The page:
A short day of hiking today took me over a summit near the trail, and brought me within a couple of hours hike to my next trail town.
It rained on and off through most of the night. In the morning, it was still overcast, but also warmer than I was expecting, given the proximity to Tank Seven Creek and the depth in the valley.
Planning for a “short” day today (rather, “only” about fifteen miles) to a shelter near the trail, I slept in; I set my alarm for 6 am, and didn’t leave camp until almost 8:30. By then, the sun was starting to shine through the clouds, but only just.
Shortly after starting, climbing up a hill, I stopped to take off my pants legs at a rather nice campsite. Rather nice, that is, until I saw toilet paper half-buried and a plastic purple thing I suspected may have been a tampon applicator.
The trail climbed up to and followed near the top of a ridge, entering an aspen forest. As I ascended, a little bit of fog blew through.
Almost at the top of the ridge, just before descending, the forest thinned out a bit, affording a nice view to the north.
Later, another motorbike passed me; about an hour later, they passed me again, heading back where they came from.
The trail passed along the south side of Windy Peak. While not initially windy, as soon as I left the tree cover and began hiking along the saddle between Windy Peak and Headwaters Hill, the wind picked up, and remained quite strong until I re-entered the forest further up Headwaters Hill.
At 11,862 ft, Headwaters Hill is the second-highest triple divide point in the lower 48 states, draining into the Rio Grande, Mississippi, and Colorado river basins. Being fairly close to the trail, Headwaters Hill was on my list of peaks near the CDT that I wanted to summit. With a short day planned, I had more than enough time for a detour.
From the CDT, I turned east, following what appeared to be a clear, but lightly used trail heading up the side of the mountain. The trail became indistinct after several minutes, and I resorted to making my own trail by roughly pointing myself in the direction of where my map said the summit was, avoiding obstacles (or bushwhacking through them), and readjusting my course accordingly afterwards. The summit was a few tenths of a mile off-trail, which took roughly 25 minutes, thanks to the steepness and lack of established trail.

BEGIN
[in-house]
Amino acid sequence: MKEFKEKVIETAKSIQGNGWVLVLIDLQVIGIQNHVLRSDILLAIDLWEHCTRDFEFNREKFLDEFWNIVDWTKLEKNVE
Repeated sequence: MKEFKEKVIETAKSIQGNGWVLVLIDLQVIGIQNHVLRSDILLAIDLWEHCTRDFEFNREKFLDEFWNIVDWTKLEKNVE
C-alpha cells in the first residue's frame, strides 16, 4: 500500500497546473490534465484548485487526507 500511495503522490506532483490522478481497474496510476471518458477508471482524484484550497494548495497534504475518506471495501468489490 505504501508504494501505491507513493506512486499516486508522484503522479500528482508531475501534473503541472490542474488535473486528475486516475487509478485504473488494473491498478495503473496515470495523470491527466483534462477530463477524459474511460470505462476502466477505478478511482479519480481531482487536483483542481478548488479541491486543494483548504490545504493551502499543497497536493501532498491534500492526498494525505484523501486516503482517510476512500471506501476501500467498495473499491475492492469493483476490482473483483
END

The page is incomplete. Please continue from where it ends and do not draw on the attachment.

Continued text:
Luckily, as I climbed, so too did the clouds. When I started, the top of the mountain was buried in fog. By the time I made it to the top, the fog had lifted. Still, it was overcast, and the view from the top was nice, but not spectacular.
The summit area itself was fairly ordinary; a cairn marked the summit, and there was a somewhat flat area that could be used for a tent. (Though, it would probably be very windy.)
Rather than returning the way I came, I instead hiked down the north side of the mountain to reconnect with the CDT. This was clearly the wetter side of the mountain, and the forest was a fair bit denser, with a lot more downed trees and soggy ground. It took almost as long to return to the trail as it did to hike up to the summit.
Back on the CDT, the trail had become a very muddy series of parallel tracks. Bike tracks were all over the trail; it was clear this was a popular section for bikers, and the trail showed the scars of this popularity.
About half an hour later, a sign on the trail pointed in two different directions for motorized and non-motorized traffic, the first such distinction on the CDT so far. Past that point, the trail actually became pretty easy to follow, and I was able to make pretty good time in the afternoon, especially once the trail turned onto a dirt road.
The dirt road took me to Marshall Pass, where I stopped for a break. A bit after I got there, two dirt bikers arrived, coming from the north. We chatted for a bit about the CDT. They were also familiar with both the Appalachian and Pacific Crest Trails, and I talked a bit about how the PCT differs from the CDT. before they left, they also gave me a recommendation for a burrito place in Salida.
The trail from there was a moderately steep uphill. Being a bit tired, I made somewhat slow but steady progress.
The shelter I was aiming for didn’t have any water nearby, so I stopped to collect water from a piped spring along the way. I don’t recall seeing any other piped springs so far, but since they’re usually easier to get water from than a typical slow-flowing spring, I rather appreciated it
Around 5:20, I arrived at my destination, a small shelter roughly like the more basic shelters on the Appalachian Trail. With three sides and a roof, it provided good shelter from the elements. But it was tiny — it’d be hard to fit more than two or three hikers sleeping inside — and it had a dirt floor. (My recollection is that every shelter on the AT had a wooden floor.)
The front of the shelter was a bench, situated just barely under the roof. It started to lightly drizzle, clanging loudly off the shelter’s metal roof. I cooked dinner on the bench, while I tried to decide whether or not I wanted to sleep in the shelter. Ultimately, I decided to set up my tent next to the shelter, since I didn’t want to set up directly on the dirt. (Also, I think the roof had a small leak, and if it rained overnight, I didn’t want to risk getting wet.)
As I set up my tent, it got a bit cold and windy, and occasionally drizzled. I much preferred the sound of the rain on my tent to the much louder metal roof of the shelter.
As with yesterday, I did not have to step in any snow today. The mountains in the distance do have a fair amount of snow on them, so it would not surprise me if I wind up walking on snow tomorrow.
Tomorrow: a short hike to Monarch Pass, and then hitch into Salida.